La Veta, Colo., in the fall with the Spanish Peaks in the background.
Photo courtesy La Veta Chamber of Commerce

“La Veta is always on the cusp of being discovered,” said Jonathan Evans, who along with his wife, Beth, owns Shalawalla Batik Studio and Gallery/Gift shop in La Veta, Colo.

La Veta is absolutely a hidden gem nestled at the foot of the West Spanish Peak in southern Colorado. It sits in the fertile and lush Cuchara River Valley along Highway 12, otherwise known as “The Highway of Legends.” It is an area immersed in ancient history, legends, beautiful vistas, a thriving art culture and friendly people.

Beth and Jonathan Evans at Shalawalla are one of the many local artists in the town. Their gallery is filled with their own fascinating Batik art as well as other artist’s jewelry and clothing. Batik is a modality of art produced by using wax and dyes, building color from lighter to darker. Jonathan does brilliant likenesses with Batik and Beth creates intricate landscapes with a pointillism (tiny dots) technique. They also offer private or impromptu classes for adults and children.

April Buchschacher owns and operates The Painted Horse Gallery on Main Street. Buchschacher had been coming to La Veta for 40 years. Her uncle was the pastor of one of the local churches. She and her family moved to La Veta a few years ago after vacationing there from Texas. Buchschacher began to paint as a way to relieve stress. Her gallery offers wine and canvas classes, private events and she always has a table set up for anyone who wants to stop by and paint.

If you stop at the Francisco Fort Museum you might be able to talk director Bob Kennemer into a tour. You can be privy to his wealth of information and knowledge of the history of the La Veta area. He might tell you of the legend of the Wahatoyas, “the breasts of the earth,” as the Spanish peaks were named. He can tell you about the first settlers to the sacred valley, as well as the significance of the Santa Fe Trail, as you tour the original fort that was the foundation of the town of La Veta.


Annalee Hickey of Bachman and Associates Real Estate said, “People come here so they can have peace and quiet.” She also said, “When you go into the surrounding national forests and trail systems, you’ll be alone. You can go hiking around in the woods for two days straight and never see a soul. There’s just not many places like that.”

Many of the older buildings in the town are built with sandstone mined from a local quarry. The old bank building’s fame and glory is that it was only robbed once. There is virtually little to no crime in this quintessential town and it is a very attractive and affordable place to live. There is plenty of lodging with multiple bed and breakfasts, and vacation rentals through Cuchara Vacation Rentals.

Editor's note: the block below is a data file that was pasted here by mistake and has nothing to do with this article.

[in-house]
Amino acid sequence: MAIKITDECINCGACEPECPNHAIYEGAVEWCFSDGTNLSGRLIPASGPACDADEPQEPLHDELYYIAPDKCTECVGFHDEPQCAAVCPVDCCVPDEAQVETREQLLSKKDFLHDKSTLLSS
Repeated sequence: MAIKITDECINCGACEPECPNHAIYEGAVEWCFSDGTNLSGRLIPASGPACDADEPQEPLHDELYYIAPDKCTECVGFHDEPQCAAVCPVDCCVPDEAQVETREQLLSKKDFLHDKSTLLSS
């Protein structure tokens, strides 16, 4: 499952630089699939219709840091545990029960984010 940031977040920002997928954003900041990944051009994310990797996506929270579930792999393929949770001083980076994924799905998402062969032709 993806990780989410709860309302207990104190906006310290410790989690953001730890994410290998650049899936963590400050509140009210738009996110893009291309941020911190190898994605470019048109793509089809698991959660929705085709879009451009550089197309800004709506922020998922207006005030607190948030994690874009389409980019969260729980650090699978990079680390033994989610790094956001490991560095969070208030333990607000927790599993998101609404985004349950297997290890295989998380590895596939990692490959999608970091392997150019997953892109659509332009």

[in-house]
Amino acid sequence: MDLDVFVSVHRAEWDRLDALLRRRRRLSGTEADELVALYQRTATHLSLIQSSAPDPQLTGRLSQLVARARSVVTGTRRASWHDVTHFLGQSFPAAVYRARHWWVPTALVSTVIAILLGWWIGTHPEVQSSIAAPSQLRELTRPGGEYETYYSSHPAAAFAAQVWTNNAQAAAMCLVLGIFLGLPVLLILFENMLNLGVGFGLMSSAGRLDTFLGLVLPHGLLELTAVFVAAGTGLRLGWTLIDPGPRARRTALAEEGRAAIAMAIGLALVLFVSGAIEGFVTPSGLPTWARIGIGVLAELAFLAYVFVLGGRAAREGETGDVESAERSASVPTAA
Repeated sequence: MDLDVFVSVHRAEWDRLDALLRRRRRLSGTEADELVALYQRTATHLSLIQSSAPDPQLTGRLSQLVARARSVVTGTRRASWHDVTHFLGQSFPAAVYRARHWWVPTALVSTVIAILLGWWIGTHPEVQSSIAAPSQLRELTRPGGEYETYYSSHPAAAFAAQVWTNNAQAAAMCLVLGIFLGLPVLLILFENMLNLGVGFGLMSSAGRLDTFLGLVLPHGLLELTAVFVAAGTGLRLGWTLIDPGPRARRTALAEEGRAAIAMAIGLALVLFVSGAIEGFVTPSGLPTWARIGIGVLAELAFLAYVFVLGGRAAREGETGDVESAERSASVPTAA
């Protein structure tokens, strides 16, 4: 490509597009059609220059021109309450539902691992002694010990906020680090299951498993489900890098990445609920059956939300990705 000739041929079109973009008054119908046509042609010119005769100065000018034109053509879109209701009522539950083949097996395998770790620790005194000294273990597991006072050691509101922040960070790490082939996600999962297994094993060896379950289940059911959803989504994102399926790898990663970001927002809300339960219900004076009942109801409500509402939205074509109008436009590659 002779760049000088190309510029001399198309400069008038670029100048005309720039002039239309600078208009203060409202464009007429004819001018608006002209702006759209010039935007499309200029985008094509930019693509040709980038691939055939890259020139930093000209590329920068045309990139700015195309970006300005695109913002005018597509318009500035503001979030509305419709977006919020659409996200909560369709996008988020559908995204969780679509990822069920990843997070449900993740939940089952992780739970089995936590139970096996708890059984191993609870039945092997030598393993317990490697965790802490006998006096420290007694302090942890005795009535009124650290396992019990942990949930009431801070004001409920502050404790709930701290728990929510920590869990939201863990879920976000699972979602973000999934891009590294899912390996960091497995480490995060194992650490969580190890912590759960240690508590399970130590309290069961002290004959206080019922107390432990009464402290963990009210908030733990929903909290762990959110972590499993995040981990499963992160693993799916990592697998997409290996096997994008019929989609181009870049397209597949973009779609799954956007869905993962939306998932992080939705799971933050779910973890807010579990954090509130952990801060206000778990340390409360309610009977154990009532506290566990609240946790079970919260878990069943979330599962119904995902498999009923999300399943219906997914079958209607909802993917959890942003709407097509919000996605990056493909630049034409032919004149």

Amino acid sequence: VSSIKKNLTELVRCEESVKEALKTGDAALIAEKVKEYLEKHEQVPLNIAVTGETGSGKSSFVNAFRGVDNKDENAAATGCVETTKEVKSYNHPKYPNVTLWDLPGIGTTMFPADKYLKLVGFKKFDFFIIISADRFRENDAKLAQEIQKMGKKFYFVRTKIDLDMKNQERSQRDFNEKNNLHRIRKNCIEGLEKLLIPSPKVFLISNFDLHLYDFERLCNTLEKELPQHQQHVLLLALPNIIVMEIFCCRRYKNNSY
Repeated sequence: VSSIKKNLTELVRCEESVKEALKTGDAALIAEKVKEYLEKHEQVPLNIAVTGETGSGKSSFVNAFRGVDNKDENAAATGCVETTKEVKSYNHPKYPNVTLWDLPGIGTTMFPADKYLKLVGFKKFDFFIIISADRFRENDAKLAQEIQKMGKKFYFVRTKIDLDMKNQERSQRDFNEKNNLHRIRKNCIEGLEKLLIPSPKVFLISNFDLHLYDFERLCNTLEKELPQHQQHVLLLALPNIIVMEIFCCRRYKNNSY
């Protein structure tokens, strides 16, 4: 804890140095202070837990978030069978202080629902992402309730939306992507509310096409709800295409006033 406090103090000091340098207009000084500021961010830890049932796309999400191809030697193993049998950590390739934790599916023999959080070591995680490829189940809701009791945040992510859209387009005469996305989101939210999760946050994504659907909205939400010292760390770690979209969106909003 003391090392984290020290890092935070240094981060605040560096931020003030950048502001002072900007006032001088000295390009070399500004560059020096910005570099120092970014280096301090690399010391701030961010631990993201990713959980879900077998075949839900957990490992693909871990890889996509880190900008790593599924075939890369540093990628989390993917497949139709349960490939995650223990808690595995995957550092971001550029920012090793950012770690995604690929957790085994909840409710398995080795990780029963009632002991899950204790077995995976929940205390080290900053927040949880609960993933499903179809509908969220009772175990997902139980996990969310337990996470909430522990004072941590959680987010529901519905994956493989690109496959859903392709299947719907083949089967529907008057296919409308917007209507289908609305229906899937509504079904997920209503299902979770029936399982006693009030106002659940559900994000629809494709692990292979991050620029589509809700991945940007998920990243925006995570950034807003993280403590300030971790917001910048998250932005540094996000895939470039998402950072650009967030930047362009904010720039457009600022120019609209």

There are abundant outdoor activities in La Veta. Thousands of acres of national forest and trail systems that attract hikers and campers from all over the globe. There is fishing, hiking and wildlife viewing at Wahatoya Lakes State Wildlife Area, and nearby Lathrop State Park as well as other numerous streams, rivers and mountain lakes in the area.

Cuchara ski area was located 12 miles south of La Veta on highway 12 and was opened in 1981 with two double chairlifts and a rope tow. The ski area was developed by a group from Texas and funded by Summit Savings and Loan. From 1985 to 2004 it was bought and sold, opened and closed five more times. It took four years in 2001 to 2004 to alleviate various liens on the property. In 2001, the forest service revoked their special uses permit which enabled them to operate, once again forcing a closure. In 2017, The Cuchara Foundation bought the property in a tax sale. They then gifted it to Huerfano County, with the objective to turn it into a year-round county park. It is now called Cuchara Mountain Park and offers hiking and snowshoeing and cross-country skiing in the winter. Perhaps the ancient Indian legend that says, those that desecrate the valley will never prosper, had come to pass. Now the scars from the old ski runs can heal and slowly be taken back by the mountain.

For such a small town, the population rarely goes above 800 people, there is a lot to see and do, but the star attraction is the Spanish Peaks.


The two granite cones raise up from the valley floor and can be seen for miles in every direction. They are the only mountain range of the Rocky Mountains that run from east to west. From an aerial view they resemble a wheel with spokes protruding from their center. These spokes are called dikes and were made millions of years ago from the earth’s molten core filling in cracks and crevices.

The Devil’s Staircase is a massive dike wall running up the side of the west Spanish Peak. Legend states that it is the route Satan took to overlook the world and plan his takeover.

The Spanish Peaks predate the nearby Sangre de Cristo mountains by more than a million years. Indian legend says that the ancient Gods lived at their feet and petroglyphs and pictographs have been found in the Spanish Peak territory. They remain a mystery. They are indecipherable by experts, and their origin has yet to be determined.

La Veta is a town you can fall in love with. It is an affordable, laid back destination to visit or put down roots in. It boasts industry in ranching, lumber, construction and tourism. From the thriving art culture, the many festivals throughout the year and ample opportunity for outdoor enthusiasts, there is always something to occupy your time. It is a hidden gem of southern Colorado. Discover La Veta. ❖

— Hall is a freelance writer from Platteville, Colo., when she’s not writing she is riding her horse in the mountains. She can be reached by email at

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